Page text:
This study, which aimed to identify rural jurisdictions with high drug overdose rates and collaborate with mentors to create law enforcement intelligence responses to local opioid problems, concluded that the goal should be immediate and accessible intelligence for patrol officers, without investment in analytics.
This project, which aimed to identify rural jurisdictions with high drug overdose rates and collaborate with mentors to create law enforcement intelligence responses to local opioid problems, concluded that funds can be well spent in rural places, but found risks and difficulties in investing in departments with little resource slack, lacking in administrative capacity, and few personnel or hours of investment available. Therefore, immediate and accessible intelligence for patrol officers without investment in analytics likely should be the goal. The study’s first step was to control for known contributors to opioid death largely beyond the control of law enforcement, focusing on outlier jurisdictions. Maps of drug overdose deaths were used to identify high overdose places by drug type. A survey of law enforcement agencies provided an understanding of intelligence resources in rural areas. An intelligence strategy appropriate to rural departments was developed in collaboration with participating agencies. Evaluation of outcomes included a survey, qualitative interviews, and official data. The most successful departments implemented efforts based on information learned in previous collaborations with better resourced areas.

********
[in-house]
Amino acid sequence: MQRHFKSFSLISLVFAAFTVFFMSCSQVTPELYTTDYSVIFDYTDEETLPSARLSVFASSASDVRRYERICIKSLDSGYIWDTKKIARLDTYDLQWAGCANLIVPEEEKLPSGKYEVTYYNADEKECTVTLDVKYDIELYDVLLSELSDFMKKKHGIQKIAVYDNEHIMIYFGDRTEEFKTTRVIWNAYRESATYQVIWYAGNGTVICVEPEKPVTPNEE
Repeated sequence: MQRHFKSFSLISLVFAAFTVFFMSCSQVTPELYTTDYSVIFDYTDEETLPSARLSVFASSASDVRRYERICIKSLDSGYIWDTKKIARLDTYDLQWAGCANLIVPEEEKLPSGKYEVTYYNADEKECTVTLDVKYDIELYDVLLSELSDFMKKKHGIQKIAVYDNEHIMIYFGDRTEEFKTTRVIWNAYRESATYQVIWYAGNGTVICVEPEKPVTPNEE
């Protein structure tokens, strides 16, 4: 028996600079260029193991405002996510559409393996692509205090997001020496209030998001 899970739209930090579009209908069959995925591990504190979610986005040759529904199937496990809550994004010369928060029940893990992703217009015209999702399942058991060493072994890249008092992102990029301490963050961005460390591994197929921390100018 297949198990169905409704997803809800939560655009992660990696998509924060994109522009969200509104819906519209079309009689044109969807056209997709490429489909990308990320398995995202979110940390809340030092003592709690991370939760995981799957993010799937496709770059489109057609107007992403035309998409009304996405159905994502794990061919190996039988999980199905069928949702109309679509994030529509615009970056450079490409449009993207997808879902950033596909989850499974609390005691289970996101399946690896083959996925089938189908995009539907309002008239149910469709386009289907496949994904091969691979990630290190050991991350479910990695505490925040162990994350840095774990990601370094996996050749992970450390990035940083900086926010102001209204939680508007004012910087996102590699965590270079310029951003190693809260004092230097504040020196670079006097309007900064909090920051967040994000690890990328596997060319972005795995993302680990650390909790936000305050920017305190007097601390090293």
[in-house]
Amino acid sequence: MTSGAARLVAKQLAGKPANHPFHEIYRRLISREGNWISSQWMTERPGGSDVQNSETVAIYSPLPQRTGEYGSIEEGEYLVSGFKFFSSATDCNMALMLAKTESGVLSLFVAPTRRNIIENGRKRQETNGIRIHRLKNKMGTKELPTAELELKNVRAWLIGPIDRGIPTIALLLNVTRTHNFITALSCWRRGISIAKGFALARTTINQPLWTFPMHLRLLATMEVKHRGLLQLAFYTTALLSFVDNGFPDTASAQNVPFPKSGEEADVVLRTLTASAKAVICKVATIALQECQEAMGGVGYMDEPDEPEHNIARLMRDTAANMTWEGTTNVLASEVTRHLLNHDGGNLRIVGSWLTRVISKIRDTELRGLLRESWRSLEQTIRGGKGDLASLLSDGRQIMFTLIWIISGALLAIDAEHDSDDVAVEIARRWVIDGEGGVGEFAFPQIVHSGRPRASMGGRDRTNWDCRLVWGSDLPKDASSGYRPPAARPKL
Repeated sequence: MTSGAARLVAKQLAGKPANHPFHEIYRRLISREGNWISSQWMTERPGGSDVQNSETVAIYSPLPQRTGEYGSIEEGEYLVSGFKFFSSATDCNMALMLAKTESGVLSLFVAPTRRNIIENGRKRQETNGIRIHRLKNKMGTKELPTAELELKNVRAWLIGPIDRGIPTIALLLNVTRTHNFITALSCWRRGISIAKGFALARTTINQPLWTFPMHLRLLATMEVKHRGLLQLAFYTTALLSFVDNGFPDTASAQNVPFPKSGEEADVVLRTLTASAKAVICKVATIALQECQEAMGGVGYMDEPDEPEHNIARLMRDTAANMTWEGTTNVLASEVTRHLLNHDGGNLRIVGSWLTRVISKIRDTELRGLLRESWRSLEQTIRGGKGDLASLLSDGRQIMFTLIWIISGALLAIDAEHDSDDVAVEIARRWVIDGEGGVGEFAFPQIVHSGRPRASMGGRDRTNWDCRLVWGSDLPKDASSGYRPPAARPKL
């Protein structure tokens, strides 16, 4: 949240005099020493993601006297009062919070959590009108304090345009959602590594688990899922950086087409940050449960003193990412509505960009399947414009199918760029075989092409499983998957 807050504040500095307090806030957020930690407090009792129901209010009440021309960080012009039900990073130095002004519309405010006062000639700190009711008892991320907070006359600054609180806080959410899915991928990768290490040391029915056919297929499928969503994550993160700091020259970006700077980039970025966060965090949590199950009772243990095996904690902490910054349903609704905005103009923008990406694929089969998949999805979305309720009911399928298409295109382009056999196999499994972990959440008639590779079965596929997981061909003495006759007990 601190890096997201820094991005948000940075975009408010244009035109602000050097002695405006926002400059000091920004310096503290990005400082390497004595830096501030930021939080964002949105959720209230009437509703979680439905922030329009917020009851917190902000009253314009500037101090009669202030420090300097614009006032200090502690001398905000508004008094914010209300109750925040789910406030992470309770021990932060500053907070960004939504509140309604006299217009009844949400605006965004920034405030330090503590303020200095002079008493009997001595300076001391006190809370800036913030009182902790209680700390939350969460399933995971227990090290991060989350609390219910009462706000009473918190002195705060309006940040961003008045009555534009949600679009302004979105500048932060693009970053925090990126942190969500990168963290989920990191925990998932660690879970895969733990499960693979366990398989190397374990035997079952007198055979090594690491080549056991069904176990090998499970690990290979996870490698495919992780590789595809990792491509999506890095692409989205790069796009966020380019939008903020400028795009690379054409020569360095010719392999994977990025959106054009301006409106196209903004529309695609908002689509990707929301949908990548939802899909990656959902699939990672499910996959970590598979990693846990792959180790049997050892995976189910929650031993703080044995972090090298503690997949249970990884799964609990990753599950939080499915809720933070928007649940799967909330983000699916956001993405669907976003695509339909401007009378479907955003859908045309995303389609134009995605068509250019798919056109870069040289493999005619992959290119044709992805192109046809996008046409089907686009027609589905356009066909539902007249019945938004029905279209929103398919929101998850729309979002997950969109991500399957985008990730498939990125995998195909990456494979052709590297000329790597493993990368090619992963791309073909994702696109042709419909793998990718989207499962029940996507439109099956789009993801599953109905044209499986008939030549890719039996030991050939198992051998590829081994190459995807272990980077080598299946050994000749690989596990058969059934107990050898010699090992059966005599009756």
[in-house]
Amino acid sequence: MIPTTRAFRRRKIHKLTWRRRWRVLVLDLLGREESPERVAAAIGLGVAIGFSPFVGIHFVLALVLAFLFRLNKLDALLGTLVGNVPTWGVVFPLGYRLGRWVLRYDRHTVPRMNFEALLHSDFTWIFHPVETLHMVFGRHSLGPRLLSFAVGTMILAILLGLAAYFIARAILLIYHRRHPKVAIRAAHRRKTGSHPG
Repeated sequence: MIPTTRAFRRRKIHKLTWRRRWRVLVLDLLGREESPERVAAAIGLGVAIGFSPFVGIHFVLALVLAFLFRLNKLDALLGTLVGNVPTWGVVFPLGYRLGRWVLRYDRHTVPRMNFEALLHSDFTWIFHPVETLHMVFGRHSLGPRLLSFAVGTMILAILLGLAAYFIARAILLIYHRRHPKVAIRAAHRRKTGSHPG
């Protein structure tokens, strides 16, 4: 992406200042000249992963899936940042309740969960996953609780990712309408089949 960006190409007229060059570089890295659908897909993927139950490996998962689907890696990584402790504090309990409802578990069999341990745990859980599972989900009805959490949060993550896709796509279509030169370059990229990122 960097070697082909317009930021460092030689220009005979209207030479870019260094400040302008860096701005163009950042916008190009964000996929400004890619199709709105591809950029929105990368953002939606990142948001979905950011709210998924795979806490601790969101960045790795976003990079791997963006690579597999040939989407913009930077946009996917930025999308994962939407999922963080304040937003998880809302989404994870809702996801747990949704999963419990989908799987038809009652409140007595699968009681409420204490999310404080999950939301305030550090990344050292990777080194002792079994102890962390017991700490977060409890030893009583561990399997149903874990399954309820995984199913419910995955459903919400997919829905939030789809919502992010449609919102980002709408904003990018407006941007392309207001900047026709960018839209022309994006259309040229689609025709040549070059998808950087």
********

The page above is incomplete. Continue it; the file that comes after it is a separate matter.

- A combined molecular approach utilizing microbial DNA and microRNAs in a qPCR multiplex for the classification of five forensically relevant body fluids
- A Feasibility Study of Direct Analysis in Real Time-Mass Spectrometry for Screening Organic Gunshot Residues from various Substrates
- Capabilities and Limitations of GC-MS and LC-MS/MS for Trace Detection of Organic Gunshot Residues from Skin Specimens